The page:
Gardening was their way of connecting with a community and their roots. "They're managing a lot of the stress by knowing that they are restocking this fresh food larder [for Moving Feast] and it will give hope," says Rees.

"You have to put time aside to see differences in style of cooking and flavours, try the food and chat. It's a learning process for everybody."

Their plots continue to produce vegetables and herbs used in various countries' cuisines, while the tenants receive meal deliveries.

Likewise, another participating social enterprise, Asylum Seeker Resource Centre (ASRC), has continued preparing cultural meals for their beneficiaries. ASRC's kitchen team comprises asylum seekers and refugees from countries including Uganda, Middle East, India, and Ethiopia.

Head Chef Brett Kuhne prioritises his team's voices when planning meals. "You have to put time aside to see differences in style of cooking and flavours, try the food and chat. It's a learning process for everybody."

While these enterprises recognise the value of providing cultural food for vulnerable Victorians, largely, the food-relief sector still has a way to go. This was the most startling discovery the Moving Feast team made when they stepped into the field.

"We were astounded when we looked across the current food banks or food rescue organisations and could see such an absence of culturally appropriate food," says Bec Scott, the CEO of STREAT and organiser of Moving Feast.

"We were astounded when we looked across the current food banks or food rescue organisations and could see such an absence of culturally appropriate food."

Besides creating diverse meals, Moving Feast has also given people menus. Often in food-relief efforts, meal recipients feel a sense of shame when they can't choose their meals. Moving Feast recipients have been grateful for the opportunity to choose.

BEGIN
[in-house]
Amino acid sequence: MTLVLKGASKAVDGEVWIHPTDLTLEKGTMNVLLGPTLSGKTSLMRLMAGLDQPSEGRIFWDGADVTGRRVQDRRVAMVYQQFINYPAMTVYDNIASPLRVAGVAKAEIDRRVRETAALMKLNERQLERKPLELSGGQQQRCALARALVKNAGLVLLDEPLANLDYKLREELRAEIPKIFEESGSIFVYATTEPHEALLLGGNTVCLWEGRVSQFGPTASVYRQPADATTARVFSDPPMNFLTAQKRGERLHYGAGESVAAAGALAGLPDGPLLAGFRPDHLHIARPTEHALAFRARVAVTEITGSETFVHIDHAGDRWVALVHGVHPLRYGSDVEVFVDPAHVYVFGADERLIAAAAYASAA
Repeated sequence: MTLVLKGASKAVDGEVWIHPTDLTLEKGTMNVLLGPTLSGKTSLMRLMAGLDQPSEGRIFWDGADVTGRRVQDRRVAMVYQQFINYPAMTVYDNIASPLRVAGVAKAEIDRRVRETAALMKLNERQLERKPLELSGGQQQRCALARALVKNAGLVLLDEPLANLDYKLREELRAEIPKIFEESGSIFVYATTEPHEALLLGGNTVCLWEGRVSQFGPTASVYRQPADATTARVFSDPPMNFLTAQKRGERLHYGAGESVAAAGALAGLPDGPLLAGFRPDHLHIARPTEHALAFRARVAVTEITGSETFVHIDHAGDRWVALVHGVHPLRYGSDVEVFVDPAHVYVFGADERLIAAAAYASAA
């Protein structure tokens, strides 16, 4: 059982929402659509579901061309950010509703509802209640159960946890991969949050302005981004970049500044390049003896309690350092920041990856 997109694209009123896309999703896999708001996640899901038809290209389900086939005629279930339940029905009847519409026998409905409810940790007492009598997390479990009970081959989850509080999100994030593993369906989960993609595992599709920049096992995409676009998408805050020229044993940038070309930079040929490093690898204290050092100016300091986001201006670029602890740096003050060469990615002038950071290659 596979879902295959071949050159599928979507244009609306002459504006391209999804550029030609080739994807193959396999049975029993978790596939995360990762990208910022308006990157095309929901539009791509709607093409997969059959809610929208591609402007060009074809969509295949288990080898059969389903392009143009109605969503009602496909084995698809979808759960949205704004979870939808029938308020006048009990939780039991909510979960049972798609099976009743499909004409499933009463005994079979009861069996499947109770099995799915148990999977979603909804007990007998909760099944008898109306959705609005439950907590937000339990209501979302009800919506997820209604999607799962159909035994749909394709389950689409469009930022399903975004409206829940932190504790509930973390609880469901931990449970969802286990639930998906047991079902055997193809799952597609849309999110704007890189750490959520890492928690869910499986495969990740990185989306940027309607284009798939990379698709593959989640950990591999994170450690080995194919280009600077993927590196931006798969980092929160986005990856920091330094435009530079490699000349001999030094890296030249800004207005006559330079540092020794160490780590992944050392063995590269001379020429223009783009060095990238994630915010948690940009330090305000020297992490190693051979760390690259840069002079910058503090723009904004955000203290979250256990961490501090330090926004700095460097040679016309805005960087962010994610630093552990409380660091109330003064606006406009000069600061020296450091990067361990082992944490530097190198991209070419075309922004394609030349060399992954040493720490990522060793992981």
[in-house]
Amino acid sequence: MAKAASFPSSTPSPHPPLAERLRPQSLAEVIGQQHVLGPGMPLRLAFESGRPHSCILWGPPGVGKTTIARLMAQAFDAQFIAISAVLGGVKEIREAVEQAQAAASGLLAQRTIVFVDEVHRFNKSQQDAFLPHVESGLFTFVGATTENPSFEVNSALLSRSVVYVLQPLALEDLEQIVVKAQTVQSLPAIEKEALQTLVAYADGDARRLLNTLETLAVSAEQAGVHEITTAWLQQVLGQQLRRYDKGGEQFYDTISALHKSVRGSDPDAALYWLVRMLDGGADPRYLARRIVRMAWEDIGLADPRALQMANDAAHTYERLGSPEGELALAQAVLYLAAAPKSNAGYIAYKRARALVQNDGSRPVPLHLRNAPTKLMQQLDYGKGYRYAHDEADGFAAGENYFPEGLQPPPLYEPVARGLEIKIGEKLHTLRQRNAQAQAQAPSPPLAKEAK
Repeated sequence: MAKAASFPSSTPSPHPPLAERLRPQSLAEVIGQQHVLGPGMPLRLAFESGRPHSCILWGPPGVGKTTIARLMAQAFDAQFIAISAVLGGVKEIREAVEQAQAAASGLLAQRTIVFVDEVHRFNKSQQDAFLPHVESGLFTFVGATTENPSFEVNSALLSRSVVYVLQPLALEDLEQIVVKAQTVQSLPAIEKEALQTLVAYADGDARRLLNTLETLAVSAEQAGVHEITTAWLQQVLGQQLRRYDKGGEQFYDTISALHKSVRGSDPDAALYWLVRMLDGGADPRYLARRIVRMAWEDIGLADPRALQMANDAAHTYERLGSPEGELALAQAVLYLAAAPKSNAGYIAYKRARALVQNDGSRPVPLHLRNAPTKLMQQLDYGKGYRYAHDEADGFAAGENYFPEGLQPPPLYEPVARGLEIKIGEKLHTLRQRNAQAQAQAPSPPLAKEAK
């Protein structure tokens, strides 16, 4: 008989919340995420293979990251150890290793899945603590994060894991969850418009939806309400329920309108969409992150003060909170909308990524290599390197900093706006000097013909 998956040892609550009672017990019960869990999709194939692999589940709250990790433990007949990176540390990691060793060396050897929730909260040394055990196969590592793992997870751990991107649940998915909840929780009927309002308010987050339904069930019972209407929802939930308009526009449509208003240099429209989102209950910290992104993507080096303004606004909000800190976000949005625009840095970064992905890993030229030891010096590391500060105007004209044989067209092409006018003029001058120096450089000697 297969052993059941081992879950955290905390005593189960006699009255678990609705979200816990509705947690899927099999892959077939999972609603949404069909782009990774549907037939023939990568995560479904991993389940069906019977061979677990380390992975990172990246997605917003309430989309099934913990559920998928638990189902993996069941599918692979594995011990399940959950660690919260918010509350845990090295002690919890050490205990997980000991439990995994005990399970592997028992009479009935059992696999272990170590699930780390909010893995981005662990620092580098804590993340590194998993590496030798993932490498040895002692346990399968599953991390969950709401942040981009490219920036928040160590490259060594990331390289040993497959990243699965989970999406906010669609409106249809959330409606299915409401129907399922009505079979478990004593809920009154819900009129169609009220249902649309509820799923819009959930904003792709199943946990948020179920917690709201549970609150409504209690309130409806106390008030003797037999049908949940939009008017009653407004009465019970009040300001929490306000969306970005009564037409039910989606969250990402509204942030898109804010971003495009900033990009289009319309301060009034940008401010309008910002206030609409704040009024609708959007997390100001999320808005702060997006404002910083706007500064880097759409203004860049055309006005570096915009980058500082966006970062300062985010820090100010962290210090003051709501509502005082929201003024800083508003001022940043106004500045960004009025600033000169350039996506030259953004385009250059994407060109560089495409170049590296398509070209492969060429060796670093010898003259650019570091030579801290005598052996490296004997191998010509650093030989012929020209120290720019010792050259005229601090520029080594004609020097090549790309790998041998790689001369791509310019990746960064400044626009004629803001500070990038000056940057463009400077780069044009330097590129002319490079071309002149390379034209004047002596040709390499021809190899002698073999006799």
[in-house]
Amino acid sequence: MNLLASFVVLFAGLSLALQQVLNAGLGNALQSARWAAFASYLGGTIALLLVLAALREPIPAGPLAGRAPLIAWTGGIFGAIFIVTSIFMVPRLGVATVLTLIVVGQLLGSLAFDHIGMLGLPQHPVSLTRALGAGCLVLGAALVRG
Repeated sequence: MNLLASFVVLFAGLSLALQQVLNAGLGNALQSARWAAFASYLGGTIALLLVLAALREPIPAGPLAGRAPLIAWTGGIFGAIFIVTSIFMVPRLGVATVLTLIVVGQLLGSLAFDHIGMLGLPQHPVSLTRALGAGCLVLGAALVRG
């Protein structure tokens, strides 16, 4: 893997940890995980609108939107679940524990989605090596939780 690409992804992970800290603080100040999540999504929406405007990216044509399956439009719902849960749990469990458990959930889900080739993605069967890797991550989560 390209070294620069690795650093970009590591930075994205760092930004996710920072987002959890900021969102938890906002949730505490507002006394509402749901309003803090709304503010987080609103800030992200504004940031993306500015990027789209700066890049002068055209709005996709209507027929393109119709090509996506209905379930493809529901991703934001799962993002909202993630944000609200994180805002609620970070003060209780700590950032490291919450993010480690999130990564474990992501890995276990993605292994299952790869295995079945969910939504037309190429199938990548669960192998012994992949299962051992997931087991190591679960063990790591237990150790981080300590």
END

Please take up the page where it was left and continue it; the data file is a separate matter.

Given the meals are starkly different to usual food relief, it was inevitable that demand would mount. But ongoing philanthropic support and self-funding is the key for Moving Feast's longevity. It is ket to it moving to the next phase of empowering their beneficiaries to grow their own food to get through the pandemic and the long-term food insecurity that the world is predicted to face afterwards.

How a poor diet can impact our mental health
The food that homeless people can most afford is also what is more likely to negatively affect their mental health.

The team knows why it's pressing on even though the problem seems insurmountable.

At the beginning of the project, they delivered meals and a produce box to a young family who needed it to fill their stomachs that week. It was later discovered the mother had also shared the food with other people in her neighbourhood who were in distress.

In these moments, Scott says, "you realise not only the criticality of food in allowing us to survive but how food is so much a part of the way that we care for each other."

To donate to Moving Feast, visit this pageFor more information about Moving Feast, visit its website.

Photographs by Rachelle Davey and STREAT.